Río Lacanjá offers one of the best tropical jungle wilderness floats in the world. Experience jungle wildlife up close, run dozens of small travertine ledges, and explore the amazing ruins of Bonampak, Lacanjá, and Landeros! The final days of the trip are on Ríos Lacantún and the upper Usumacinta, ending at Frontera, from which you can continue on the Main Usumacinta. This trip is suitable for intermediate kayakers. Some raft passengers can be accommodated.
Río Lacanjá is a small tributary of Río Lacantún, which is one of two rivers forming the mighty Usumacinta. Río Lacanjá flows through the Reserva Montes Azules, a protected jungle reserve with old growth forests and little disturbance. It is one of the few remaining intact jungle areas in Central America. Jungle wildlife is abundant. We will have a local Lacandón guide with us, as stipulated by the tribe.
Our journey will traverse the entire length of Río Lacanjá in IKs, kayaks and rafts. We will spend 7 days paddling down the 86 km of the small jungle river to the confluence with the Lacantún. Enroute, we'll stop to explore the ruins of Lacanjá, Bonampak, and Landeros. On the river, there are numerous travertine ledge rapids up to 2.5 m high, but each has a great recovery pool and can be handled by class III paddlers. There is one portage of a class V+ drop on the lower half. Novice paddlers can come and paddle on the raft. To get a better idea of the trip, watch a video of the 2012 trip.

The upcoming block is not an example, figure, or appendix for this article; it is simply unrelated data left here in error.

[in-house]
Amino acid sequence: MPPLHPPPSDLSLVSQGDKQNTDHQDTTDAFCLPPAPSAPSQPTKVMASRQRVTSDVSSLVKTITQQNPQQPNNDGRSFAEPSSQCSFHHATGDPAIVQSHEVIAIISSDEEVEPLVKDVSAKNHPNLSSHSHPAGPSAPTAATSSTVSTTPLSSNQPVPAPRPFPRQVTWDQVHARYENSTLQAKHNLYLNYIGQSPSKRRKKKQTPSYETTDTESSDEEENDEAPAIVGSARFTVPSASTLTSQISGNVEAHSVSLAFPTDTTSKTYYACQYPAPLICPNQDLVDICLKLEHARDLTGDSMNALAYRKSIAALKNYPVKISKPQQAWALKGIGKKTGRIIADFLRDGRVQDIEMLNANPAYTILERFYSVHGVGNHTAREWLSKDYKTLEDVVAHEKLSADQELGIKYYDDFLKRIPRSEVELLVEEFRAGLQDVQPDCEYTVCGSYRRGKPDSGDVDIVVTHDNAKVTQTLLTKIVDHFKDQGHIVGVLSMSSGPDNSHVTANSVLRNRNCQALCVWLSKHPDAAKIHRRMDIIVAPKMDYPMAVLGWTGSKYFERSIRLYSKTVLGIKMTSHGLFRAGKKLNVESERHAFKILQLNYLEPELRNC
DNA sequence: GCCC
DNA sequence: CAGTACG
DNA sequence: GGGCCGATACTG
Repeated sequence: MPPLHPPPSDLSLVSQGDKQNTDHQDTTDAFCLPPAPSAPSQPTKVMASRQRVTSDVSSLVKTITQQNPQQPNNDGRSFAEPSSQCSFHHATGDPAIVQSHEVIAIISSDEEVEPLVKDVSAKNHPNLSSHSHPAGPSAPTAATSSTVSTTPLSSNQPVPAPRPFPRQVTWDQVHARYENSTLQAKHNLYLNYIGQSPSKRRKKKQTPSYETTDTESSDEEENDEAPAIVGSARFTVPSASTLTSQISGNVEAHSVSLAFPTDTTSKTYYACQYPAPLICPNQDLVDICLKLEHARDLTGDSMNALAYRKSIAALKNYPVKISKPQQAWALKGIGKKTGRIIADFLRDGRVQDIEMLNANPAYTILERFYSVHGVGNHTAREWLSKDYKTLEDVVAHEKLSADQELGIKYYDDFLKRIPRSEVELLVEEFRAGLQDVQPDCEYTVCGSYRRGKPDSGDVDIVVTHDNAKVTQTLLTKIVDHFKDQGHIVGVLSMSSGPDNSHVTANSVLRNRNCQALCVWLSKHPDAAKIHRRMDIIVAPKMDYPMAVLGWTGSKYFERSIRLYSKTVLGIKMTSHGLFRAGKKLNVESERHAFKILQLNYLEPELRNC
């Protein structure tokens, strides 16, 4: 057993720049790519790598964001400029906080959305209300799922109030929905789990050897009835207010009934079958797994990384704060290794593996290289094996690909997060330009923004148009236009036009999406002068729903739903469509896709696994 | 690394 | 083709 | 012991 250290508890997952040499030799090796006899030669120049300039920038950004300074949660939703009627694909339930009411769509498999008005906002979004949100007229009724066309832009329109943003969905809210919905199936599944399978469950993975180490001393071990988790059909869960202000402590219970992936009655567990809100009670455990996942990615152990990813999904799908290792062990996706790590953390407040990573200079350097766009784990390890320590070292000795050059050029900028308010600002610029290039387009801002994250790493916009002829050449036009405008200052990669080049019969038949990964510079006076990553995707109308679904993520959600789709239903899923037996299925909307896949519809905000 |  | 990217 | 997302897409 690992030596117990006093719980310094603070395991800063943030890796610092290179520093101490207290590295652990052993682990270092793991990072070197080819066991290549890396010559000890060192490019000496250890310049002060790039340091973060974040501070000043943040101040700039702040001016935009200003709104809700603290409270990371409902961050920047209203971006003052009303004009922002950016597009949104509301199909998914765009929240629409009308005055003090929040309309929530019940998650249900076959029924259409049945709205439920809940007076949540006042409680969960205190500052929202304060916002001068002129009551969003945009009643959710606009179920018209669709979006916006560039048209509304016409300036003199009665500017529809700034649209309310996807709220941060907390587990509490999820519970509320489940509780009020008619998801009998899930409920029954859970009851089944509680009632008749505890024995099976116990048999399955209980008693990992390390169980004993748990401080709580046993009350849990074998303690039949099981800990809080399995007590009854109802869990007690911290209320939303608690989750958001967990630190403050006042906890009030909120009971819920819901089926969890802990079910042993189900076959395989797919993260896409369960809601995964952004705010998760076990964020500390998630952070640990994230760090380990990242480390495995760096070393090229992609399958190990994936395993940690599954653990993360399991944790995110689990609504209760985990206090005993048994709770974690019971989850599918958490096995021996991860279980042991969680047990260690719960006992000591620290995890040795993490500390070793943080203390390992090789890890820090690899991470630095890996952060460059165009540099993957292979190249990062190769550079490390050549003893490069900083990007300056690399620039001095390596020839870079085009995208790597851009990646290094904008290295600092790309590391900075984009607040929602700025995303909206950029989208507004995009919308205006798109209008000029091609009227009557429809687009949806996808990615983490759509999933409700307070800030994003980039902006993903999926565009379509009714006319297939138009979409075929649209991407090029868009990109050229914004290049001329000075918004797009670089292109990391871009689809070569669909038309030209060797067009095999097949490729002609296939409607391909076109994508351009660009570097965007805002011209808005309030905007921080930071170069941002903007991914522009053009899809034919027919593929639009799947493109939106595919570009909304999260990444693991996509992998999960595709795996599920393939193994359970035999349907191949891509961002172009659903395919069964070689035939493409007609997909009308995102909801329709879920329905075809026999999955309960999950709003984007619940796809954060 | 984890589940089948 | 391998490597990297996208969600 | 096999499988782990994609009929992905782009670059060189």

|Once we finish the Lacanjá, we face 20 km on the fast-flowing but flat Lacantún to the first access point at Quirinqüicharo, then another 30 km to a bridge and access point at Puente Benemérito, where we can have passenger exchanges. Not far past the bridge, the Lacantún joins Río Chixoy officially forming Río Usumacinta, and flows 50 km to Frontera. There are several attractions in this section, including the inscription ruins at El Planchón, the travertine waterfalls at El Chorro, and a small canyon with big water class II rapids. After 3 days on the Lacantun and upper Usumacinta, we'll arrive at Frontera, where we'll rendezvous with others and exchange passengers for the journey down the main Usumacinta. All in all, if you do the entire Lacanjá-Lacantún-Usumacinta, you'll be paddling down 328 km (203 miles) of river over 18 days, a Grand Canyon-length of trip through amazing jungle. [86 km Lacanjá+100 Lacantún/UpperUsumacinta +142 Main Usumacinta = 328 km]
|OTHER ATTRACTIONS: Chiapas is full of natural wonders and Mayan ruins. See this slideshow for a taste of a few main attractions. While you are down here, you definitely will want to visit the ruins of Palenque and possibly also check out some other paddling runs. Greg Schwendinger's MayanWhitewater.com website has descriptions of many runs, including class III Río Chocoljá and class III Río Shumuljá. There may be a few days of class III-V kayaking before or after the trip. Also, if you are competent enough (class IV or V kayaker), you might consider joining Rocky for kayak descents of Ríos Santo Domingo, Paxilhá, Agua Azul, lower Tulijá, or possibly some new exploratories.|
DAY 0: everyone meets in Palenque; night in Hotel Lacandon or other
Depending on the group's goals, it is possible to end the trip at Quiringuïcharo or continue downstream to Puente Benemérito and/or Frontera. If continuing on the main Usumacinta, it is nice to paddle the entire distance.
Palenque (Pal), has an airport and Interjet started service from Mexico City several times per week in February 2014. However, if flying from the USA, it might be easier to fly into Villahermosa.